Salem in the state of Massachusetts is called the "Witch City", but don't be afraid. There aren't women wearing pointy black hats riding around on brooms. The New England city is called the Witch City because of an infamous set of trials that happened there in 1692 to 1693. At the time, the city was just a town in the British colony of Massachusetts. The Salem Witch Trials accused more than 200 people of being witches. People believed witchcraft was real and was criminal. Among the accused were women, men, and even children. Nineteen people were sentenced to death. They were all hanged. One of the accused was tortured with heavy rocks being placed on him until he was crushed underneath the weight. Seven others died in jail.
There was never any proof that those accused, and convicted were really witches. Historians think that people would accuse people because of family feuds. Other historians think that a domino effect occurred, with people becoming hysterical after one accusation. Fear of witches spread like a disease.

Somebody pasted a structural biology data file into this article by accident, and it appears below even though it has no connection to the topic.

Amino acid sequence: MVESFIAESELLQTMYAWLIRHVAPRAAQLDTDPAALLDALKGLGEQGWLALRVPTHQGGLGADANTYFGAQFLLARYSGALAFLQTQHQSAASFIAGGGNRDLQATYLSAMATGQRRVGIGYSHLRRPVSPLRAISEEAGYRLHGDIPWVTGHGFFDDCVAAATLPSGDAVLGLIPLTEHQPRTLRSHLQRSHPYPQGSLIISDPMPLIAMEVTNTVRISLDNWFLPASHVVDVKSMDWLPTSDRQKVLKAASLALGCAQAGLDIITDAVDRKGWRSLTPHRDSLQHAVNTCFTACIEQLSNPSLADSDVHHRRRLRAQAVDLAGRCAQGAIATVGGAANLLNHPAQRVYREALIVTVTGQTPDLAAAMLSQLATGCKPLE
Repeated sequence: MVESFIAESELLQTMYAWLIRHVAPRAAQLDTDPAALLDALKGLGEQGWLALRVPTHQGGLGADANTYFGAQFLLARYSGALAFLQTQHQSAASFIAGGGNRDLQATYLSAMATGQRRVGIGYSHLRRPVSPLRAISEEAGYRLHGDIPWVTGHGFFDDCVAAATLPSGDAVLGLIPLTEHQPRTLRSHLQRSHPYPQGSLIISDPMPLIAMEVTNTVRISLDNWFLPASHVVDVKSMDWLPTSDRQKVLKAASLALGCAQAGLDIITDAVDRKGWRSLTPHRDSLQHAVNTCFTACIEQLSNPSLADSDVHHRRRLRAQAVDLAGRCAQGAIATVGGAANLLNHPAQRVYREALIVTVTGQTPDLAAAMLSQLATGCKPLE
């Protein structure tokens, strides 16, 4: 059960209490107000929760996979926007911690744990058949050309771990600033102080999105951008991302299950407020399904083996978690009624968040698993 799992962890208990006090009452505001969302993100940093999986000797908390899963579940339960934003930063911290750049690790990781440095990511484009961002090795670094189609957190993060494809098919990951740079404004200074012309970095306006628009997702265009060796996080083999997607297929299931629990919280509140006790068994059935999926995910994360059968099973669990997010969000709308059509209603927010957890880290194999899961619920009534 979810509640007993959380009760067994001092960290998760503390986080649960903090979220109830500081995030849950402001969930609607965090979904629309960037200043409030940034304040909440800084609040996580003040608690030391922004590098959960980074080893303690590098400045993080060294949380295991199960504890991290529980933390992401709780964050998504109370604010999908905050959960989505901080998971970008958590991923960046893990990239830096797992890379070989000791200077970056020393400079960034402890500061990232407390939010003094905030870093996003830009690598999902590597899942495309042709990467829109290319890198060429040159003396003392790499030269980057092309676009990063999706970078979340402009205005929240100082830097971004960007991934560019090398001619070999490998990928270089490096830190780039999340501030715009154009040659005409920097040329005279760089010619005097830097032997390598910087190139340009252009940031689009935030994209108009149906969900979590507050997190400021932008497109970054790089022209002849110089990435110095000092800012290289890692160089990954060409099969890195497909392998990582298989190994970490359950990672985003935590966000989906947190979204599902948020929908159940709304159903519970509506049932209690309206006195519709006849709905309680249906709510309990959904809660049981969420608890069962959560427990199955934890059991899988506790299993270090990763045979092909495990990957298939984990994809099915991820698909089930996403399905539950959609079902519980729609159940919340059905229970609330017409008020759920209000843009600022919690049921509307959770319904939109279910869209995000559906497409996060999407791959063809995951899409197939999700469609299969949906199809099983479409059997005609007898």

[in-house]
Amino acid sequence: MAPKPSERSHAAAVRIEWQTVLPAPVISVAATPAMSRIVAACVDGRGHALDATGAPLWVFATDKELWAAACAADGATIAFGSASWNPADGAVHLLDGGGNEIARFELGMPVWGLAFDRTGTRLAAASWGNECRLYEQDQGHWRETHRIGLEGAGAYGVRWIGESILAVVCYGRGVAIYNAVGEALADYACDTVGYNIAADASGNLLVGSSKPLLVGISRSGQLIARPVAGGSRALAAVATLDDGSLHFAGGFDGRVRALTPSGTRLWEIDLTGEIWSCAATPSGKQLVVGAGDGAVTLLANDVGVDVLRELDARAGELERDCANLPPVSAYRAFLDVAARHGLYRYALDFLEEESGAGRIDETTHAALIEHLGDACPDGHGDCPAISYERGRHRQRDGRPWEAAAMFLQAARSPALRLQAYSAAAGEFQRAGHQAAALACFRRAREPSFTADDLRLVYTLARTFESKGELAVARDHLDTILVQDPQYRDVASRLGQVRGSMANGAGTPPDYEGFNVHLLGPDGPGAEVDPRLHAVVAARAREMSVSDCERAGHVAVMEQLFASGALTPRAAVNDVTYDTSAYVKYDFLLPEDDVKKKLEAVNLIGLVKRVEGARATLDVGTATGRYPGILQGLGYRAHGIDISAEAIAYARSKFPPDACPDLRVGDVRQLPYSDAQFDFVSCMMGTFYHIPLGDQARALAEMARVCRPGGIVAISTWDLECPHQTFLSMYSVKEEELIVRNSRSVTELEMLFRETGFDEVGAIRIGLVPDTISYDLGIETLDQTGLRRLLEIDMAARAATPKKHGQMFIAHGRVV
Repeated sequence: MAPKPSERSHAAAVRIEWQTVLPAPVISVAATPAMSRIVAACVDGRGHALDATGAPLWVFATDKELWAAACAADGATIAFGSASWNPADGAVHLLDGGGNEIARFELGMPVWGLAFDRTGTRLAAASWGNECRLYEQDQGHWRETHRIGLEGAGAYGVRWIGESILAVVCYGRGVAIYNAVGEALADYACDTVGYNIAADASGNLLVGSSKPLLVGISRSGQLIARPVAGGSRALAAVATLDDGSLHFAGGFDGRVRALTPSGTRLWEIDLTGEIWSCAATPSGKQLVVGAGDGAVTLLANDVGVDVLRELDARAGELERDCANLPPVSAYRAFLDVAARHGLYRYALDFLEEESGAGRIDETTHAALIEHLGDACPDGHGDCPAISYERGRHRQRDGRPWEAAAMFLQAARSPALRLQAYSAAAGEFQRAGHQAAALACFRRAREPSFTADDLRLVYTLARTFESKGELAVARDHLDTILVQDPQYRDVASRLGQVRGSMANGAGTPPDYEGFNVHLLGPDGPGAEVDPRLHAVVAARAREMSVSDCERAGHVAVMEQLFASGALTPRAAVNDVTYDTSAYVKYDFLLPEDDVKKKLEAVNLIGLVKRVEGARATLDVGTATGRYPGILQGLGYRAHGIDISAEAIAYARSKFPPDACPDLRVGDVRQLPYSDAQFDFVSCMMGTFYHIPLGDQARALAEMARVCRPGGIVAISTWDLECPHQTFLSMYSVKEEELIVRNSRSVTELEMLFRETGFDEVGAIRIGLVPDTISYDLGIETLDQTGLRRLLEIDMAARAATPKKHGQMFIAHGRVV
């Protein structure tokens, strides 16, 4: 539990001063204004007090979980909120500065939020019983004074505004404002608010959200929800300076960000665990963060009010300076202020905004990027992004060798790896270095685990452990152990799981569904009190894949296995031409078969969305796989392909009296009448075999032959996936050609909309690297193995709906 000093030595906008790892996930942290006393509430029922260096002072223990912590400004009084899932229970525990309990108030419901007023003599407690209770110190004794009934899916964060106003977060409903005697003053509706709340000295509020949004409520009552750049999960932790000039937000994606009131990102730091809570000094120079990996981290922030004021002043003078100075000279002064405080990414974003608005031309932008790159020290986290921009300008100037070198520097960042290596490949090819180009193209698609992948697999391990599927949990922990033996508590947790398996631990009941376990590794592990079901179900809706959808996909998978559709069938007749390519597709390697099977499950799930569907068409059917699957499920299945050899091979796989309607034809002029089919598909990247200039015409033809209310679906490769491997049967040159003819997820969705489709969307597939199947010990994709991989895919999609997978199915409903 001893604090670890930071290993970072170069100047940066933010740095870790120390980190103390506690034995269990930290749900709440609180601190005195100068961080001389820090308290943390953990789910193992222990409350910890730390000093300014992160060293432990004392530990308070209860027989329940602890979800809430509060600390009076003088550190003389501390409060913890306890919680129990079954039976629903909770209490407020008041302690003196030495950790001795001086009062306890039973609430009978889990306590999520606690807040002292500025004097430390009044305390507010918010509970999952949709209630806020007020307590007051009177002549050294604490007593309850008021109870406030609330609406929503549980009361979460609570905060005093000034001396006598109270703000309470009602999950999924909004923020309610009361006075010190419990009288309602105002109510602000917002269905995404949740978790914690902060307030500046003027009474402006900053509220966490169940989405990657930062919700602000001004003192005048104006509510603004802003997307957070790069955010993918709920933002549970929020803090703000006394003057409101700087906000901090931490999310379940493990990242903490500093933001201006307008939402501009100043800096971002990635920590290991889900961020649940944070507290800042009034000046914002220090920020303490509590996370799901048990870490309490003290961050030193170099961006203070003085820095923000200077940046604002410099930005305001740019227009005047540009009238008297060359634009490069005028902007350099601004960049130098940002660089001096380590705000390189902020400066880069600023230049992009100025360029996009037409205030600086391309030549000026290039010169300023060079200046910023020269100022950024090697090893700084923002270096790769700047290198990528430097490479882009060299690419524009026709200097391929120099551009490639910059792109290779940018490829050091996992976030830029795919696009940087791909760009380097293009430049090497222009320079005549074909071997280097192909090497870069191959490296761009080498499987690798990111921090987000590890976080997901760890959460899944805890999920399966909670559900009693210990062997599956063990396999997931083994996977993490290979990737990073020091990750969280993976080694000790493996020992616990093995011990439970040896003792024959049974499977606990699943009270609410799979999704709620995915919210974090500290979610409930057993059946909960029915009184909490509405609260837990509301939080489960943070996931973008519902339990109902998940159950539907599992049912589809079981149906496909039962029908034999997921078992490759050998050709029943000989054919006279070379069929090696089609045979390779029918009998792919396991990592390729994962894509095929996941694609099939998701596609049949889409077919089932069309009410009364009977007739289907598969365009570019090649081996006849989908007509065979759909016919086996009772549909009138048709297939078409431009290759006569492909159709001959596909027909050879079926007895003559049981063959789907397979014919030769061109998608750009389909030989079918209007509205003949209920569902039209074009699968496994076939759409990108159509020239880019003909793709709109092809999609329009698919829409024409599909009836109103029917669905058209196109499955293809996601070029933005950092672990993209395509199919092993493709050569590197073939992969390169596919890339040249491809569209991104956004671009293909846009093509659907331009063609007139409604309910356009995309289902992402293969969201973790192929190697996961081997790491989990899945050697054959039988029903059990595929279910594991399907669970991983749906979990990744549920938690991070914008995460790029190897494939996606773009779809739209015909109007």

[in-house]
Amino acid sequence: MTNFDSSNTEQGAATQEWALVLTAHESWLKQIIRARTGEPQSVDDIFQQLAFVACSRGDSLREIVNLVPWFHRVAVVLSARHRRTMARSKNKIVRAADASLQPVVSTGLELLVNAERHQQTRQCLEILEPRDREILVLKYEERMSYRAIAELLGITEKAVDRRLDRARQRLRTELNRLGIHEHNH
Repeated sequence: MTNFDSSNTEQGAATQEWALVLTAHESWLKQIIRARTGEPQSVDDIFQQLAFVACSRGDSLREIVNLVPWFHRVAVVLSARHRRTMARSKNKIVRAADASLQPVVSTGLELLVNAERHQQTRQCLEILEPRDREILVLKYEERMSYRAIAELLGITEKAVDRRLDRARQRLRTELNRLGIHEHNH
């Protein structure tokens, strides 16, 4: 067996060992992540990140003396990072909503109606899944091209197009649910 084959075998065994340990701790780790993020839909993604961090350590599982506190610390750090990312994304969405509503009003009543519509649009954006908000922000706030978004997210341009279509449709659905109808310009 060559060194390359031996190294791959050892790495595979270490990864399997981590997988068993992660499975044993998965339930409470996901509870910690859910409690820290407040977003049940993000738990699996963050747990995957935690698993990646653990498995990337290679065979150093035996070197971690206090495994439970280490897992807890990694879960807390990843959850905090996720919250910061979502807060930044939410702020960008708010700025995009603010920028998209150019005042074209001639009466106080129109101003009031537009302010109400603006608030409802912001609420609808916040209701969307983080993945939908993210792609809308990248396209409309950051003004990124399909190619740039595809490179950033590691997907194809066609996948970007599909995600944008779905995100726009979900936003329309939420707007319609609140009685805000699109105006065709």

The Salem Witch Trials have become a part of the city's history. "The Crucible", a play about the trials by Arthur Miller, has been turned into a movie. The city is not ashamed of its past, but rather uses it to teach tolerance and earn some tourist dollars. There is a memorial dedicated to the innocent people who died because of the witch-hunts. There is a "Witch Museum" that tells the story of what happened. Many people visit Salem around Halloween. Salem police cars have witch logos. A local public school is known as the Witchcraft Heights Elementary School, and the Salem High School sports teams are named the Witches. Films and television shows featuring fictional witches have been filmed in Salem, including "Hocus Pocus" and "Bewitched".